Case Scenario

Shamsuddin Akhtar, MBBS, Roberto Rappa, MD, and Ghori Mohammed, MD

A 76-year-old male, Patrick, presents for a total right hip replacement. The patient has a history of osteoarthritis, chronic atrial fibrillation, hypertension, chronic obstructive pulmonary disease, and type 2 diabetes mellitus. He denies significant cardio-respiratory symptoms, his recent stress test was negative for ischemia, and ejection fraction was reported as 56%. His medications include lisinopril, coumadin, glipizide, and naproxen. He occasionally takes tramadol for moderate-to-severe pain. You are asked to see Patrick and discuss the anesthetic plan. Patrick's wife had a similar surgery under general anesthesia with an epidural for postoperative pain control. She was extremely pleased with this choice because she did not feel any pain at all after the operation. She attributes the success of the operation to the anesthetic she had. Patrick is keen to have a similar anesthetic.

Can spinal or epidural anesthesia be used for this patient?

Since the patient is on coumadin, neuraxial blockade may be contraindicated.

Spinal or epidural anesthesia is contraindicated in patients with coagulopathy. ASRA (American Society of Regional Anesthesia) guidelines generally state that the coagulation studies need to be within the normal range before elective placement of the neuraxial block. If spinal anesthesia is used for surgery, long-duration preservative-free morphine (Astramorph) can be administered intrathecally with the local anesthetic (beware of respiratory depression). Intrathecal opioids can provide pain relief for many hours after surgery. If epidural anesthesia was used, the patient could receive an initial dose of dilute local anesthetic solution with opioids and subsequently a continuous infusion of local anesthetic plus an opioid. Since the patient's INR comes back at 1.5, he undergoes the surgery under general anesthesia without spinal or epidural.

Patrick recovers from the anesthetic, but he is still not fully awake. He is maintaining his airway, breathing at a rate of 14 breaths per minute, and his saturation is 98% on oxygen. You leave him in recovery under the care of nursing staff. Half an hour later, your are urgently requested to see Patrick as he is agitated and thrashing about in bed.

What could be the reason for this?

The assessment in this situation should follow the ABCDs (airway, breathing circulation, and disability). Elderly patients are more sensitive to the depressant effects of anesthetics, sedatives, and opioid analgesics. Airway and breathing, if compromised can lead to hypoxia with accompanying cerebral hypoxia, resulting in agitation, anxiety, and confusion. Circulatory depression can lead to the same clinical picture in addition to clammy skin, sweating, and reduced capillary refill time. Postoperative cognitive dysfunction is an entity on its own in elderly population, the cause of which is still unclear. A full bladder or inadequate analgesia can also present in a similar way. On review, you find that the cause of his agitation is likely postoperative pain.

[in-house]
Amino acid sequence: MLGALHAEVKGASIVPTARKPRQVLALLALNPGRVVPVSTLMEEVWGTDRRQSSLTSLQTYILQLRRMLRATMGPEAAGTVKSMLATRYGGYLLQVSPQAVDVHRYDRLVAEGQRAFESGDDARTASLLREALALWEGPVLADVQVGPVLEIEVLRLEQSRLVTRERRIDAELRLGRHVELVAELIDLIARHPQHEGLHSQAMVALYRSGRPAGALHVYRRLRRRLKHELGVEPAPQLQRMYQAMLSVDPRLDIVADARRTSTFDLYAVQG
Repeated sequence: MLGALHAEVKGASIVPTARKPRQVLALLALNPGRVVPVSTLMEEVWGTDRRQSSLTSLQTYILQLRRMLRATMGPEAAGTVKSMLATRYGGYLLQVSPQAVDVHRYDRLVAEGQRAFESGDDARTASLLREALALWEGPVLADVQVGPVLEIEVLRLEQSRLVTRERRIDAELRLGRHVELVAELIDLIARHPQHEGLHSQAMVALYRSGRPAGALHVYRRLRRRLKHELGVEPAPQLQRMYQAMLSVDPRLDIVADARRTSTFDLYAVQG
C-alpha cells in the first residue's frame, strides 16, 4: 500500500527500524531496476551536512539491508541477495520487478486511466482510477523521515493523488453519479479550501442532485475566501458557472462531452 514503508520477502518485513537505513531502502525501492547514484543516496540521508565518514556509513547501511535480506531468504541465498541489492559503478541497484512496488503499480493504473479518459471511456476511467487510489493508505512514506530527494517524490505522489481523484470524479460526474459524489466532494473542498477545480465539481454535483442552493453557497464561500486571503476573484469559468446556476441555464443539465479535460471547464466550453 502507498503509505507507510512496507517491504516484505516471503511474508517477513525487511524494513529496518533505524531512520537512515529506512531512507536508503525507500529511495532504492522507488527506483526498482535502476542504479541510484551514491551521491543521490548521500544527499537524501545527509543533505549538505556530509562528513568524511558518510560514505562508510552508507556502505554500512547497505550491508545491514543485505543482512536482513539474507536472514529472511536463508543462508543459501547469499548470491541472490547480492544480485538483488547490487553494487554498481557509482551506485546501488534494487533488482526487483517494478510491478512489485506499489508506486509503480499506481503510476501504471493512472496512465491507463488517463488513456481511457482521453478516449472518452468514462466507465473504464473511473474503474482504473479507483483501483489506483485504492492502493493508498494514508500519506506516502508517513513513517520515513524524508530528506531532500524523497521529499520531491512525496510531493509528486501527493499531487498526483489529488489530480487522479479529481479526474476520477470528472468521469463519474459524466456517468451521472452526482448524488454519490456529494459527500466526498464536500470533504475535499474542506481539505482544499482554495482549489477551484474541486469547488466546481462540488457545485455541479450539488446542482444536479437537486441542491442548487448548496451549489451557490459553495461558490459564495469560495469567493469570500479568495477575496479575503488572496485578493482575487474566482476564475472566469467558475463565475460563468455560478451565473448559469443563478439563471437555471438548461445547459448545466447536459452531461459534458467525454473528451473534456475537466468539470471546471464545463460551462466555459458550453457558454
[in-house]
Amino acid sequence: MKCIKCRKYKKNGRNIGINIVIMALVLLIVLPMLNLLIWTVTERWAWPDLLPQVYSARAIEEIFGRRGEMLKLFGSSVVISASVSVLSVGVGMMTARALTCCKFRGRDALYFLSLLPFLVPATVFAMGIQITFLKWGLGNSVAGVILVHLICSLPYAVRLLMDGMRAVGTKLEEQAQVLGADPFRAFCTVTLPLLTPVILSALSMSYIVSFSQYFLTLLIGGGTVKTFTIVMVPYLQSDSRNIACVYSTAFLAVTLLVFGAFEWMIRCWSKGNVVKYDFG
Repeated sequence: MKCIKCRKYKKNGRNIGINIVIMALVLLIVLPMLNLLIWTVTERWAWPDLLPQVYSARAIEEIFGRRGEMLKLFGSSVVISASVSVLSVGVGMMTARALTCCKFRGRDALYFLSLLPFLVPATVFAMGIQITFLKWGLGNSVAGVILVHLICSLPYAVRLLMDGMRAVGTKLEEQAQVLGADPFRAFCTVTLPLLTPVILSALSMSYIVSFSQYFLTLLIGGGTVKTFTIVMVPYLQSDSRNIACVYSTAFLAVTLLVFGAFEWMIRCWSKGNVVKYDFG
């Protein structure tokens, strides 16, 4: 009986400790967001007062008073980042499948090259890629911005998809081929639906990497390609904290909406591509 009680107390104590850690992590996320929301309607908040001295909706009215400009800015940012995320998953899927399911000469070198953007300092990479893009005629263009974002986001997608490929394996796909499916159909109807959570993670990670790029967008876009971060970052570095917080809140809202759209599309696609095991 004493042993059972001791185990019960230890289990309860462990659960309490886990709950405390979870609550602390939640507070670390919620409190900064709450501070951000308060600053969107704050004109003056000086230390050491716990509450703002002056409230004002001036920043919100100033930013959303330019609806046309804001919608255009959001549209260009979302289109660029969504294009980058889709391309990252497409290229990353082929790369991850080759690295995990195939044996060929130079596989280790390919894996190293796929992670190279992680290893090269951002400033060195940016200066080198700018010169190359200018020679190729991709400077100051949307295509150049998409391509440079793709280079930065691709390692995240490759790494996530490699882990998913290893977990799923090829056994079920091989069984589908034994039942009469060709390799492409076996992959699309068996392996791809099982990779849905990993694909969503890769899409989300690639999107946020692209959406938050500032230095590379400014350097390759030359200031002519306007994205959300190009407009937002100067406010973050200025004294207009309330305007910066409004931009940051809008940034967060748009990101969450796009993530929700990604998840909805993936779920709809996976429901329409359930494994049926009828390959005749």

How would you manage his postoperative pain?

Pain can typically be controlled with intravenous opioids in combination with regular acetaminophen. Patient-controlled analgesia (PCA) is used if the patient is cooperative. If patient is not cooperative, IV opioids may have to be administered on as needed basis.

Hydromorphone PCA was chosen as it is more potent, has a shorter duration of action, and no active metabolites compared to morphine. As soon as the patient was able to tolerate food orally, he was started on oral pain medication. Percocet, which is the combination of oxycodone and acetaminophen is commonly prescribed after surgery. Excessive sedation can occur with opioid medication in the elderly. Hence, they should be started on lower doses and medication should be carefully titrated. He tolerated the medication and was discharged home on postoperative day #4.

However, on his postoperative visit, he is still complaining of significant pain at the operative site. His activity is limited due to pain. How will you work up this patient? What medications will you prescribe?

The persistent postoperative pain is unusual. General approach to pain is to examine the patient and confirm the diagnosis. Appropriate investigations such as radiological imaging may be needed.

Physical exam revealed limited range of motion with no apparent signs of infection. Patient underwent hip X-rays that showed a possible collection of fluid at the operative site, which was further characterized by CT scan of the hip. The fluid collection was drained, which released pressure and decreased the intensity of pain. Regular physiotherapy is very important in order to reestablish the range of movement after many orthopedic surgeries. Failure to do so can lead to contractures and worsening pain syndromes. Patrick underwent regular physiotherapy that helped the recovery process and decreased pain considerably.

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